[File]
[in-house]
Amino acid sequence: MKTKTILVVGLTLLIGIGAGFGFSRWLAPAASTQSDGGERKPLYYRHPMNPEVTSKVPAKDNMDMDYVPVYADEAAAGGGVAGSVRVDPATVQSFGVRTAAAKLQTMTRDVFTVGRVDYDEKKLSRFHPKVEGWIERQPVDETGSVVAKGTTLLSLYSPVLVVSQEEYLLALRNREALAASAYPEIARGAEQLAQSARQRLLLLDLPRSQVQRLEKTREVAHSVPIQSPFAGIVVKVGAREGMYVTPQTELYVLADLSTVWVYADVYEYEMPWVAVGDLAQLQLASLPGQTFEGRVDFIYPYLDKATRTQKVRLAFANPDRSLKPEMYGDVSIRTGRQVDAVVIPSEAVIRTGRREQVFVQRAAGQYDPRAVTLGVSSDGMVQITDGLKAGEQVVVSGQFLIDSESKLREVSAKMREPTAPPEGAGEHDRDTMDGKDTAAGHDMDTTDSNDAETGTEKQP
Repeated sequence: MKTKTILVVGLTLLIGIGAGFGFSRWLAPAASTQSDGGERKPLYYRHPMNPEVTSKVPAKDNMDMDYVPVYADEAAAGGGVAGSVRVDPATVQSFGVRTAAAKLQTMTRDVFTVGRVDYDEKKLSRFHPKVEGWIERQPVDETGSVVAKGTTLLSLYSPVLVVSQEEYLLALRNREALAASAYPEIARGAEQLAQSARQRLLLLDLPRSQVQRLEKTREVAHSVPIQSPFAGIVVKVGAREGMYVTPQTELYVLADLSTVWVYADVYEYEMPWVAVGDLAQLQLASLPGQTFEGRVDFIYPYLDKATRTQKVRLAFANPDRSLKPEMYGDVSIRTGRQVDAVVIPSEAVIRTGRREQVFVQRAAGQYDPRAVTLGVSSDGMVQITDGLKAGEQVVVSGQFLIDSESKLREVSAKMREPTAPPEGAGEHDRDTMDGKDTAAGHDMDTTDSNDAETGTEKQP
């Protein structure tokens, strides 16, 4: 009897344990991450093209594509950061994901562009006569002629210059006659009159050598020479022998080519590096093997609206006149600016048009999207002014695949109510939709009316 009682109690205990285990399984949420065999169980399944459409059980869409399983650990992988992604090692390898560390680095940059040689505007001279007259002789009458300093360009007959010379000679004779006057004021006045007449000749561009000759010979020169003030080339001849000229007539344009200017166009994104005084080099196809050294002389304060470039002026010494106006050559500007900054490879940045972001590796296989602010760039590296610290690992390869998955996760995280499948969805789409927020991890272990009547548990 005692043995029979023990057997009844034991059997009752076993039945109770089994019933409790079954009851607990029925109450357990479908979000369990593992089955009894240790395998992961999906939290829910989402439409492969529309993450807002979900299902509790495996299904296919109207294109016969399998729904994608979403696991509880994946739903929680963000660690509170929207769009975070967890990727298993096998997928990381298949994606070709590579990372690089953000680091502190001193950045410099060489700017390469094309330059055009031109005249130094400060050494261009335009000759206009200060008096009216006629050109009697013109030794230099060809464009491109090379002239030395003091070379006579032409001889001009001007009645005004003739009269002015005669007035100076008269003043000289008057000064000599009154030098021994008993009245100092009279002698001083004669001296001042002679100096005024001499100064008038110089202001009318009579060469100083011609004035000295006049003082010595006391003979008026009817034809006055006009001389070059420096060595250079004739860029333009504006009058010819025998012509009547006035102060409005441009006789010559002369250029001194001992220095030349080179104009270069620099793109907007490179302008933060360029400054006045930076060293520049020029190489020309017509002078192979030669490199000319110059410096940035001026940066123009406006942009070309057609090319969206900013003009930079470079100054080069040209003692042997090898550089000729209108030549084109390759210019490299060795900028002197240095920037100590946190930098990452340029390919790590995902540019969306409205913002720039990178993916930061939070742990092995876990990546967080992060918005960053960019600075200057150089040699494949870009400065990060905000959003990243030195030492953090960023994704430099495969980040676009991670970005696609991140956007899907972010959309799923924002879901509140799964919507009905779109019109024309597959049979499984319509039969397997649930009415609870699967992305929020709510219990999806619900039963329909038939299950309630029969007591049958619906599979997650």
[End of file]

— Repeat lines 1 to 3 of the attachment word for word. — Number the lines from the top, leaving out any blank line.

[in-house]
Amino acid sequence: MKTKTILVVGLTLLIGIGAGFGFSRWLAPAASTQSDGGERKPLYYRHPMNPEVTSKVPAKDNMDMDYVPVYADEAAAGGGVAGSVRVDPATVQSFGVRTAAAKLQTMTRDVFTVGRVDYDEKKLSRFHPKVEGWIERQPVDETGSVVAKGTTLLSLYSPVLVVSQEEYLLALRNREALAASAYPEIARGAEQLAQSARQRLLLLDLPRSQVQRLEKTREVAHSVPIQSPFAGIVVKVGAREGMYVTPQTELYVLADLSTVWVYADVYEYEMPWVAVGDLAQLQLASLPGQTFEGRVDFIYPYLDKATRTQKVRLAFANPDRSLKPEMYGDVSIRTGRQVDAVVIPSEAVIRTGRREQVFVQRAAGQYDPRAVTLGVSSDGMVQITDGLKAGEQVVVSGQFLIDSESKLREVSAKMREPTAPPEGAGEHDRDTMDGKDTAAGHDMDTTDSNDAETGTEKQP
Repeated sequence: MKTKTILVVGLTLLIGIGAGFGFSRWLAPAASTQSDGGERKPLYYRHPMNPEVTSKVPAKDNMDMDYVPVYADEAAAGGGVAGSVRVDPATVQSFGVRTAAAKLQTMTRDVFTVGRVDYDEKKLSRFHPKVEGWIERQPVDETGSVVAKGTTLLSLYSPVLVVSQEEYLLALRNREALAASAYPEIARGAEQLAQSARQRLLLLDLPRSQVQRLEKTREVAHSVPIQSPFAGIVVKVGAREGMYVTPQTELYVLADLSTVWVYADVYEYEMPWVAVGDLAQLQLASLPGQTFEGRVDFIYPYLDKATRTQKVRLAFANPDRSLKPEMYGDVSIRTGRQVDAVVIPSEAVIRTGRREQVFVQRAAGQYDPRAVTLGVSSDGMVQITDGLKAGEQVVVSGQFLIDSESKLREVSAKMREPTAPPEGAGEHDRDTMDGKDTAAGHDMDTTDSNDAETGTEKQP